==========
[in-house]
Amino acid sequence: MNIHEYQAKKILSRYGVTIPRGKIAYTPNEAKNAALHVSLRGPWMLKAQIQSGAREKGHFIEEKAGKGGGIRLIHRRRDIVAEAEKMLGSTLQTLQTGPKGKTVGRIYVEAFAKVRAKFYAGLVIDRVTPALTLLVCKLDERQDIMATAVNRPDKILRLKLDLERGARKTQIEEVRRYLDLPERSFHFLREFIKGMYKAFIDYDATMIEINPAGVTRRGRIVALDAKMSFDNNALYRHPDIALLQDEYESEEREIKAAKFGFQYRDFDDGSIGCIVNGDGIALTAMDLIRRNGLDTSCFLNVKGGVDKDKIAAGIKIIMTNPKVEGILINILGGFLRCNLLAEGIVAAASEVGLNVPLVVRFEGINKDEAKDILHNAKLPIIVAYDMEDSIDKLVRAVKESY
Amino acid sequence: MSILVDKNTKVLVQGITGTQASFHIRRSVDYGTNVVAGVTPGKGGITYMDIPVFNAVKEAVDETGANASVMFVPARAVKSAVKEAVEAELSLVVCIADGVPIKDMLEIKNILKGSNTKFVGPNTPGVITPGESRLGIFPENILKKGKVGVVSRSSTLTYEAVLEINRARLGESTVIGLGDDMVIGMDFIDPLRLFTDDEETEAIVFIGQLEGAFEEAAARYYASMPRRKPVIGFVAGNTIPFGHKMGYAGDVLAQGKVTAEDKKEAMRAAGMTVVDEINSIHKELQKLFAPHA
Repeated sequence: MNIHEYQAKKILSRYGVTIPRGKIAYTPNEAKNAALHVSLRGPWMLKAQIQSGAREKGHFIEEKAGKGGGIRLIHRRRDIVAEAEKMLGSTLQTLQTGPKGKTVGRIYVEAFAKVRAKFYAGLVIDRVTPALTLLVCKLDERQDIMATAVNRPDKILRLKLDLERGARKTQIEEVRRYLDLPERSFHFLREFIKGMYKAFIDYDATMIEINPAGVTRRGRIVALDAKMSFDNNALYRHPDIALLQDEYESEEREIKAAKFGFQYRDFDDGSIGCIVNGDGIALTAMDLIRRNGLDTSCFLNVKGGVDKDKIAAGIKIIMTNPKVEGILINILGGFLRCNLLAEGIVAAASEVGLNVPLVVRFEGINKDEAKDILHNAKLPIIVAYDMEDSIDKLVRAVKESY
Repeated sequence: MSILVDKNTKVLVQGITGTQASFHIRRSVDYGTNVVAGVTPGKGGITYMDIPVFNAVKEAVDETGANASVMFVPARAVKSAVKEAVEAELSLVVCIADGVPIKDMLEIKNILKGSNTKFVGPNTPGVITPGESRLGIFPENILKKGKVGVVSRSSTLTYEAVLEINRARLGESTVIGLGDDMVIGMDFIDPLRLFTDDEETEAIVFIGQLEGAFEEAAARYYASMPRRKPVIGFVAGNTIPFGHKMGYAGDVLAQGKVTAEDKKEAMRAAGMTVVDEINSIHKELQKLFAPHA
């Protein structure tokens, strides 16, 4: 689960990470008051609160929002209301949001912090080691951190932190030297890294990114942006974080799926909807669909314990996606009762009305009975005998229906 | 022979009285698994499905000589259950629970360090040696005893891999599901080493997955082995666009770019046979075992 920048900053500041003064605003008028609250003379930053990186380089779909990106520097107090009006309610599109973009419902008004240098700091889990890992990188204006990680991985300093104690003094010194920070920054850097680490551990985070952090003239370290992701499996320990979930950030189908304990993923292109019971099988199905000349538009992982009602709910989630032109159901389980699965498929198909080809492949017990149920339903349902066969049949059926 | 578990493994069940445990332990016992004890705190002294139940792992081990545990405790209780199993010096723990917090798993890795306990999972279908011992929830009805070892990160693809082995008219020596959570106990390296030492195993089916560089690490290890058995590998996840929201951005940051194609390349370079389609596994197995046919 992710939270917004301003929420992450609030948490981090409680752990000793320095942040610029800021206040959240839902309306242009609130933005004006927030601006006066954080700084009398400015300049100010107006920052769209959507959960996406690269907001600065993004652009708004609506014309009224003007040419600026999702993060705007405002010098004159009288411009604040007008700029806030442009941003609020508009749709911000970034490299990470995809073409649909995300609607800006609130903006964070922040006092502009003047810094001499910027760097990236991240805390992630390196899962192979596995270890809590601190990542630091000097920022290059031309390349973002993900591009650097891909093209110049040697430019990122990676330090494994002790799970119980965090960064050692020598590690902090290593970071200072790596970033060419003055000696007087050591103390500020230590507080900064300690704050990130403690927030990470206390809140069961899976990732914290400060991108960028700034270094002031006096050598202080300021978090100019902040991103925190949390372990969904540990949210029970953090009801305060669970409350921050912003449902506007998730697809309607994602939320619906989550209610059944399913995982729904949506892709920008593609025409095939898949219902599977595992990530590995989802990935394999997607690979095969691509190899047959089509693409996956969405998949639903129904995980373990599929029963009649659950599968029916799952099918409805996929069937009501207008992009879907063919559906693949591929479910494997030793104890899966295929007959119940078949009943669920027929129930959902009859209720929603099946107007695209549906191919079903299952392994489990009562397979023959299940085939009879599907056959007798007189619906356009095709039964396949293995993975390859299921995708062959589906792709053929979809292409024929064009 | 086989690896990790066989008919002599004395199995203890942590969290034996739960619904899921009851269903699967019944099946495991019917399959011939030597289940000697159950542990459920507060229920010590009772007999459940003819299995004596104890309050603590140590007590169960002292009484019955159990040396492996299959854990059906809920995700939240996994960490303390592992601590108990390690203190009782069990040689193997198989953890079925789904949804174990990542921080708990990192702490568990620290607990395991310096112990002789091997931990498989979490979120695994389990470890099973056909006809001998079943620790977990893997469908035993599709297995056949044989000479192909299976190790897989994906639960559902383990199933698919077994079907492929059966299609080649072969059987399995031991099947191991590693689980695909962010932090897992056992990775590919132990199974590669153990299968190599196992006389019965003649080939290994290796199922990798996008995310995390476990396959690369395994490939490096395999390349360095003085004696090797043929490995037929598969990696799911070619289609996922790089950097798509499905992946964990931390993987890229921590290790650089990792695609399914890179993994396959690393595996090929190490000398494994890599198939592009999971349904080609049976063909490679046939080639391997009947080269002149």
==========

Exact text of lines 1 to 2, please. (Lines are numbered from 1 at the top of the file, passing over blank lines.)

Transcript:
[in-house]
Amino acid sequence: MNIHEYQAKKILSRYGVTIPRGKIAYTPNEAKNAALHVSLRGPWMLKAQIQSGAREKGHFIEEKAGKGGGIRLIHRRRDIVAEAEKMLGSTLQTLQTGPKGKTVGRIYVEAFAKVRAKFYAGLVIDRVTPALTLLVCKLDERQDIMATAVNRPDKILRLKLDLERGARKTQIEEVRRYLDLPERSFHFLREFIKGMYKAFIDYDATMIEINPAGVTRRGRIVALDAKMSFDNNALYRHPDIALLQDEYESEEREIKAAKFGFQYRDFDDGSIGCIVNGDGIALTAMDLIRRNGLDTSCFLNVKGGVDKDKIAAGIKIIMTNPKVEGILINILGGFLRCNLLAEGIVAAASEVGLNVPLVVRFEGINKDEAKDILHNAKLPIIVAYDMEDSIDKLVRAVKESY